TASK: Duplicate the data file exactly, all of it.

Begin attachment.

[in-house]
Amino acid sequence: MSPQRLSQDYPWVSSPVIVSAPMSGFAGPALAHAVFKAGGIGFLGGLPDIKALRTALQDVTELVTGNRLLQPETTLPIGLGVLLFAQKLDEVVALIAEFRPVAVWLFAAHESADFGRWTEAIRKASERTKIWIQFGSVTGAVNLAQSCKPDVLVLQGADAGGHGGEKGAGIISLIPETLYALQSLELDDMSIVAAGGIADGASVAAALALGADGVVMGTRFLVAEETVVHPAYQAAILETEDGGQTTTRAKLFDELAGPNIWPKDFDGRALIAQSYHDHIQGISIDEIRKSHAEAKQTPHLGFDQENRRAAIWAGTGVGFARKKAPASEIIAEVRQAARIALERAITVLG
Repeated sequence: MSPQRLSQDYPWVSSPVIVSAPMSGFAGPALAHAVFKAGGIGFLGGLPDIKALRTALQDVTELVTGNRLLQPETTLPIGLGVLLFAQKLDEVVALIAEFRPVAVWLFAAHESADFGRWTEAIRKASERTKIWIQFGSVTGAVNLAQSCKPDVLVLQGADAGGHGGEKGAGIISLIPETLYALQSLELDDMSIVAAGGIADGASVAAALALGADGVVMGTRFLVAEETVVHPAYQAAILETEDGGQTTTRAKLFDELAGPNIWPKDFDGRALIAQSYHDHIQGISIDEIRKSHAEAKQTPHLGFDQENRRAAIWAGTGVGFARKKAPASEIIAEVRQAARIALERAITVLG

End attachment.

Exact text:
[in-house]
Amino acid sequence: MSPQRLSQDYPWVSSPVIVSAPMSGFAGPALAHAVFKAGGIGFLGGLPDIKALRTALQDVTELVTGNRLLQPETTLPIGLGVLLFAQKLDEVVALIAEFRPVAVWLFAAHESADFGRWTEAIRKASERTKIWIQFGSVTGAVNLAQSCKPDVLVLQGADAGGHGGEKGAGIISLIPETLYALQSLELDDMSIVAAGGIADGASVAAALALGADGVVMGTRFLVAEETVVHPAYQAAILETEDGGQTTTRAKLFDELAGPNIWPKDFDGRALIAQSYHDHIQGISIDEIRKSHAEAKQTPHLGFDQENRRAAIWAGTGVGFARKKAPASEIIAEVRQAARIALERAITVLG
Repeated sequence: MSPQRLSQDYPWVSSPVIVSAPMSGFAGPALAHAVFKAGGIGFLGGLPDIKALRTALQDVTELVTGNRLLQPETTLPIGLGVLLFAQKLDEVVALIAEFRPVAVWLFAAHESADFGRWTEAIRKASERTKIWIQFGSVTGAVNLAQSCKPDVLVLQGADAGGHGGEKGAGIISLIPETLYALQSLELDDMSIVAAGGIADGASVAAALALGADGVVMGTRFLVAEETVVHPAYQAAILETEDGGQTTTRAKLFDELAGPNIWPKDFDGRALIAQSYHDHIQGISIDEIRKSHAEAKQTPHLGFDQENRRAAIWAGTGVGFARKKAPASEIIAEVRQAARIALERAITVLG